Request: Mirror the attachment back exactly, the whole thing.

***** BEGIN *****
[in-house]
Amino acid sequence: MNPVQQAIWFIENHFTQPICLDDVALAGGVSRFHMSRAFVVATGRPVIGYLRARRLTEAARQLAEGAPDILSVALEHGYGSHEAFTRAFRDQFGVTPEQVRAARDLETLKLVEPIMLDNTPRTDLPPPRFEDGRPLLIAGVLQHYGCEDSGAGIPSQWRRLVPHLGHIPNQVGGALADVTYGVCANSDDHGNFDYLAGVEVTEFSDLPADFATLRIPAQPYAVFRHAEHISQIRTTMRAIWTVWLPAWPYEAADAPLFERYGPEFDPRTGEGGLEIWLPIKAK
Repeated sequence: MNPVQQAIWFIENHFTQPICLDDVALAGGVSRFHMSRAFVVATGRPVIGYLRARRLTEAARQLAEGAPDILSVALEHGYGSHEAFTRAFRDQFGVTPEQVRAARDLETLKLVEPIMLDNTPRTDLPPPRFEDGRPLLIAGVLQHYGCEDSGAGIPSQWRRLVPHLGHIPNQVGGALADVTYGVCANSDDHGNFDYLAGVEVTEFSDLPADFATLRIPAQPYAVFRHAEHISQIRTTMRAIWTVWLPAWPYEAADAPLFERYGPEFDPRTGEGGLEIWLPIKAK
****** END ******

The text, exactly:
[in-house]
Amino acid sequence: MNPVQQAIWFIENHFTQPICLDDVALAGGVSRFHMSRAFVVATGRPVIGYLRARRLTEAARQLAEGAPDILSVALEHGYGSHEAFTRAFRDQFGVTPEQVRAARDLETLKLVEPIMLDNTPRTDLPPPRFEDGRPLLIAGVLQHYGCEDSGAGIPSQWRRLVPHLGHIPNQVGGALADVTYGVCANSDDHGNFDYLAGVEVTEFSDLPADFATLRIPAQPYAVFRHAEHISQIRTTMRAIWTVWLPAWPYEAADAPLFERYGPEFDPRTGEGGLEIWLPIKAK
Repeated sequence: MNPVQQAIWFIENHFTQPICLDDVALAGGVSRFHMSRAFVVATGRPVIGYLRARRLTEAARQLAEGAPDILSVALEHGYGSHEAFTRAFRDQFGVTPEQVRAARDLETLKLVEPIMLDNTPRTDLPPPRFEDGRPLLIAGVLQHYGCEDSGAGIPSQWRRLVPHLGHIPNQVGGALADVTYGVCANSDDHGNFDYLAGVEVTEFSDLPADFATLRIPAQPYAVFRHAEHISQIRTTMRAIWTVWLPAWPYEAADAPLFERYGPEFDPRTGEGGLEIWLPIKAK